Center for     Biological     Diversity   

Revoke the Army Corps' License to Kill Cormorants

Double-crested cormorant

Making the right calls for conservation isn't always easy. But when thousands of animals' lives are on the line, those calls better be right.

That's why we must demand the U.S. Fish and Wildlife Service revoke its permit for the U.S. Army Corps to kill more than 10,000 double-crested cormorants and destroy more than 26,000 cormorant nests on East Sand Island, near the mouth of the Columbia River. The government agencies are scapegoating these native birds for declines of imperiled salmon and steelhead -- but the real problem is mismanagement of the area's dams, which are disrupting fish runs.

A recently released document shows that the Service's own biologists found that fish eaten by the birds would have died anyway, consumed by other predators. It makes no sense, then, to kill cormorants. Doing so will not help endangered fish.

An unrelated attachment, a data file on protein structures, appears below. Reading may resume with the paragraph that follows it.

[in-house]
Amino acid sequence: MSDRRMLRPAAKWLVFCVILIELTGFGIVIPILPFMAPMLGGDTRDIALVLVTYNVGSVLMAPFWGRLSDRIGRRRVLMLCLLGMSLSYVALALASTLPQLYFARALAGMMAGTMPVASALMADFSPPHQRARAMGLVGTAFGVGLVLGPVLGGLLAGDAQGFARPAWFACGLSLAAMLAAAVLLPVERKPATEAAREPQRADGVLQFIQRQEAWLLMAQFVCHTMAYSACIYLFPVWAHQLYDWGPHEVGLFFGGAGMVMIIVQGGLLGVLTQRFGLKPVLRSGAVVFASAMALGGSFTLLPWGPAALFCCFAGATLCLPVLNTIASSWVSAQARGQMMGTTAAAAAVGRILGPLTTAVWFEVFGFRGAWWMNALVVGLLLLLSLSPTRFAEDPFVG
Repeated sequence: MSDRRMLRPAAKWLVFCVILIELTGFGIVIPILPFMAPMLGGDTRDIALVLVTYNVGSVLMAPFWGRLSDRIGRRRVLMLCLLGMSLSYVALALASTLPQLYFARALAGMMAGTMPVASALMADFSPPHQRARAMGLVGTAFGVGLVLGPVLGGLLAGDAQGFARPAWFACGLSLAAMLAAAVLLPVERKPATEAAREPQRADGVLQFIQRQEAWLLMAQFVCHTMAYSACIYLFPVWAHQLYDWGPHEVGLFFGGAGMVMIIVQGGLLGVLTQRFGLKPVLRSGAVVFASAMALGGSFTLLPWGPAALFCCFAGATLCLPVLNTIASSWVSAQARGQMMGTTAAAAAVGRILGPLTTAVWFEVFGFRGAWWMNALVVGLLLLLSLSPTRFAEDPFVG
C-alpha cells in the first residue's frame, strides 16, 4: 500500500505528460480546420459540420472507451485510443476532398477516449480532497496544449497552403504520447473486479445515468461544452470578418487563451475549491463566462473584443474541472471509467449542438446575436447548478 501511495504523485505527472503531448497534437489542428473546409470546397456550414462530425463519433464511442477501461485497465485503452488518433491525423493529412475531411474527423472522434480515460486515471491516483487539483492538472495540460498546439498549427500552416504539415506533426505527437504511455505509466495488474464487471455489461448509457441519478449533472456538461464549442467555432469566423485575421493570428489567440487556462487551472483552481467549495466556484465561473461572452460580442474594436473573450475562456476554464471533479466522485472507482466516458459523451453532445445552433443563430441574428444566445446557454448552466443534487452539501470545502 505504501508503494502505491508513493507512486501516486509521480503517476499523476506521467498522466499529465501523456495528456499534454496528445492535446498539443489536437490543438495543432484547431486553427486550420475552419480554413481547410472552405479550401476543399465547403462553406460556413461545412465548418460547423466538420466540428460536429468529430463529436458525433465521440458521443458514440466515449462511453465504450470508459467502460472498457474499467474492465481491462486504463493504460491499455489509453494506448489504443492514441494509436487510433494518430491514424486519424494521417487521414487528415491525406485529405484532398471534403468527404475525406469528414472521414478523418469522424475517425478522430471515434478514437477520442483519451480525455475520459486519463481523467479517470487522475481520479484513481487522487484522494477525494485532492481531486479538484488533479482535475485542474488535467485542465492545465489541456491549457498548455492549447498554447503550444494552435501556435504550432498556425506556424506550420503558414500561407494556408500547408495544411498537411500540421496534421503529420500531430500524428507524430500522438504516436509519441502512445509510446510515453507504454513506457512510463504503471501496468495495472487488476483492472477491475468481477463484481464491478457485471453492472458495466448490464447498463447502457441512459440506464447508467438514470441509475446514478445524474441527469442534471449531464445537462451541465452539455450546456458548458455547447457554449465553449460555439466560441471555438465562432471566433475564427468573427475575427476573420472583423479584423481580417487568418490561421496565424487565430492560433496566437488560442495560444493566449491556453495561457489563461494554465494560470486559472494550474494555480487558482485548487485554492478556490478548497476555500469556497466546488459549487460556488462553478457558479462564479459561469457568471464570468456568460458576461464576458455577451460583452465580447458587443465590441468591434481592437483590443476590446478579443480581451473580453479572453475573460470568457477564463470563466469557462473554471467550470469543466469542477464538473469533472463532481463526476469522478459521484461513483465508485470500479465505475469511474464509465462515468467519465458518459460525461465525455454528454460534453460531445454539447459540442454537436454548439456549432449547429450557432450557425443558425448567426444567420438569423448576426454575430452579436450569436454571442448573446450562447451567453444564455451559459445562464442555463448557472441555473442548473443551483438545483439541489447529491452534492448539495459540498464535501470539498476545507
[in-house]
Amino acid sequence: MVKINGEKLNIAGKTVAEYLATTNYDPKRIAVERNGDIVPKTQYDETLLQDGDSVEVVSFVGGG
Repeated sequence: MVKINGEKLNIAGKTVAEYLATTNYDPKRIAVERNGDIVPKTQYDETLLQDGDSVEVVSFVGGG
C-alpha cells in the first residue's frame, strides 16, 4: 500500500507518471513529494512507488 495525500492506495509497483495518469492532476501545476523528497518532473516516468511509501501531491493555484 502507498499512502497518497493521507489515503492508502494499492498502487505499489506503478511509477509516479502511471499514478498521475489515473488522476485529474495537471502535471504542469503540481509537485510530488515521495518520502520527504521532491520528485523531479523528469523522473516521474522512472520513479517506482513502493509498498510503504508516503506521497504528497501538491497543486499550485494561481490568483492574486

Urge the Service to revoke its kill permit and save these cormorants, whose population in the West is already down to less than 10 percent of historic levels due to drought, climate change and human control.


Please take action by May 1, 2017.

Photo of double-crested cormorant by cuatrok77/Flickr.

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